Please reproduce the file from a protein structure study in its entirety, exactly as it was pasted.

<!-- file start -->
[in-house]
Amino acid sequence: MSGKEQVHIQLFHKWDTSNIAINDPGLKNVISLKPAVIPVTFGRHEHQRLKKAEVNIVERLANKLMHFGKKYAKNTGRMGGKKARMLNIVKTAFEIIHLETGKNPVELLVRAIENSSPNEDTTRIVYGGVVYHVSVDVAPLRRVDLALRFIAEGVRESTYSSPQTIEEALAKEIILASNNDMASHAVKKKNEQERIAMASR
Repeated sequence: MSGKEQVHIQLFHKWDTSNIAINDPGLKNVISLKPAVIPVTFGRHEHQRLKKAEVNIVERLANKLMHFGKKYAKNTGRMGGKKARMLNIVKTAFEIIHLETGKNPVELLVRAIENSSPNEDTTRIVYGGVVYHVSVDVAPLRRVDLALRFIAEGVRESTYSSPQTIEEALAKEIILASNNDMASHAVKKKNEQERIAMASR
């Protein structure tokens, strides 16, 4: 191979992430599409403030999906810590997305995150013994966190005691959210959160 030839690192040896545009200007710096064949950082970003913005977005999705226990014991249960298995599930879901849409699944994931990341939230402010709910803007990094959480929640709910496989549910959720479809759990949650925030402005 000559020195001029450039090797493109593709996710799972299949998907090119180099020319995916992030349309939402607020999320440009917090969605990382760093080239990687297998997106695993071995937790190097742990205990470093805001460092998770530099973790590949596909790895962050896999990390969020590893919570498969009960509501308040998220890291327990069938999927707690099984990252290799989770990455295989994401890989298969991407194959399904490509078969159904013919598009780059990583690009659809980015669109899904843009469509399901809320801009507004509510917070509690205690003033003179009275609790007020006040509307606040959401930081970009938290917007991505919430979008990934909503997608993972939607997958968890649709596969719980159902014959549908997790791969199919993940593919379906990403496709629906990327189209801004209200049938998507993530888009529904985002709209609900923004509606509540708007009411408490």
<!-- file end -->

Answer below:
[in-house]
Amino acid sequence: MSGKEQVHIQLFHKWDTSNIAINDPGLKNVISLKPAVIPVTFGRHEHQRLKKAEVNIVERLANKLMHFGKKYAKNTGRMGGKKARMLNIVKTAFEIIHLETGKNPVELLVRAIENSSPNEDTTRIVYGGVVYHVSVDVAPLRRVDLALRFIAEGVRESTYSSPQTIEEALAKEIILASNNDMASHAVKKKNEQERIAMASR
Repeated sequence: MSGKEQVHIQLFHKWDTSNIAINDPGLKNVISLKPAVIPVTFGRHEHQRLKKAEVNIVERLANKLMHFGKKYAKNTGRMGGKKARMLNIVKTAFEIIHLETGKNPVELLVRAIENSSPNEDTTRIVYGGVVYHVSVDVAPLRRVDLALRFIAEGVRESTYSSPQTIEEALAKEIILASNNDMASHAVKKKNEQERIAMASR
């Protein structure tokens, strides 16, 4: 191979992430599409403030999906810590997305995150013994966190005691959210959160 030839690192040896545009200007710096064949950082970003913005977005999705226990014991249960298995599930879901849409699944994931990341939230402010709910803007990094959480929640709910496989549910959720479809759990949650925030402005 000559020195001029450039090797493109593709996710799972299949998907090119180099020319995916992030349309939402607020999320440009917090969605990382760093080239990687297998997106695993071995937790190097742990205990470093805001460092998770530099973790590949596909790895962050896999990390969020590893919570498969009960509501308040998220890291327990069938999927707690099984990252290799989770990455295989994401890989298969991407194959399904490509078969159904013919598009780059990583690009659809980015669109899904843009469509399901809320801009507004509510917070509690205690003033003179009275609790007020006040509307606040959401930081970009938290917007991505919430979008990934909503997608993972939607997958968890649709596969719980159902014959549908997790791969199919993940593919379906990403496709629906990327189209801004209200049938998507993530888009529904985002709209609900923004509606509540708007009411408490």